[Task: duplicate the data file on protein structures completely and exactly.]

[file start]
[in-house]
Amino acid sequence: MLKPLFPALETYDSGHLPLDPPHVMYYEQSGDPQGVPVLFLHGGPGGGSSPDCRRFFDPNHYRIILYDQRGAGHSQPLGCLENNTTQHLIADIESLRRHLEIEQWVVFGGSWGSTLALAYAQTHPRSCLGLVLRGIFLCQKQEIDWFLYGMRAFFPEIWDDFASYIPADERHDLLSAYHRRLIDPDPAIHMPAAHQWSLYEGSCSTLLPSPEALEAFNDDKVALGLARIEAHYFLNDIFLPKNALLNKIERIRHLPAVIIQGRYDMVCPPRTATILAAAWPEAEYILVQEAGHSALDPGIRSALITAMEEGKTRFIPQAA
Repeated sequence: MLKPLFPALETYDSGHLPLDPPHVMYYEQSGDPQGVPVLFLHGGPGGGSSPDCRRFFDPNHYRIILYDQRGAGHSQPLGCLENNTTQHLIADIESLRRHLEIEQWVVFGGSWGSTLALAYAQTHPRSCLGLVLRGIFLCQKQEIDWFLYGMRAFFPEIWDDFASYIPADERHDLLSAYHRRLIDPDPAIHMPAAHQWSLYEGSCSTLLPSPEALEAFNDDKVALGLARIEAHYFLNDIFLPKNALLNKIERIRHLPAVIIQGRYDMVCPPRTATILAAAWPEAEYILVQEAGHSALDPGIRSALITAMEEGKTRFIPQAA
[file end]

[in-house]
Amino acid sequence: MLKPLFPALETYDSGHLPLDPPHVMYYEQSGDPQGVPVLFLHGGPGGGSSPDCRRFFDPNHYRIILYDQRGAGHSQPLGCLENNTTQHLIADIESLRRHLEIEQWVVFGGSWGSTLALAYAQTHPRSCLGLVLRGIFLCQKQEIDWFLYGMRAFFPEIWDDFASYIPADERHDLLSAYHRRLIDPDPAIHMPAAHQWSLYEGSCSTLLPSPEALEAFNDDKVALGLARIEAHYFLNDIFLPKNALLNKIERIRHLPAVIIQGRYDMVCPPRTATILAAAWPEAEYILVQEAGHSALDPGIRSALITAMEEGKTRFIPQAA
Repeated sequence: MLKPLFPALETYDSGHLPLDPPHVMYYEQSGDPQGVPVLFLHGGPGGGSSPDCRRFFDPNHYRIILYDQRGAGHSQPLGCLENNTTQHLIADIESLRRHLEIEQWVVFGGSWGSTLALAYAQTHPRSCLGLVLRGIFLCQKQEIDWFLYGMRAFFPEIWDDFASYIPADERHDLLSAYHRRLIDPDPAIHMPAAHQWSLYEGSCSTLLPSPEALEAFNDDKVALGLARIEAHYFLNDIFLPKNALLNKIERIRHLPAVIIQGRYDMVCPPRTATILAAAWPEAEYILVQEAGHSALDPGIRSALITAMEEGKTRFIPQAA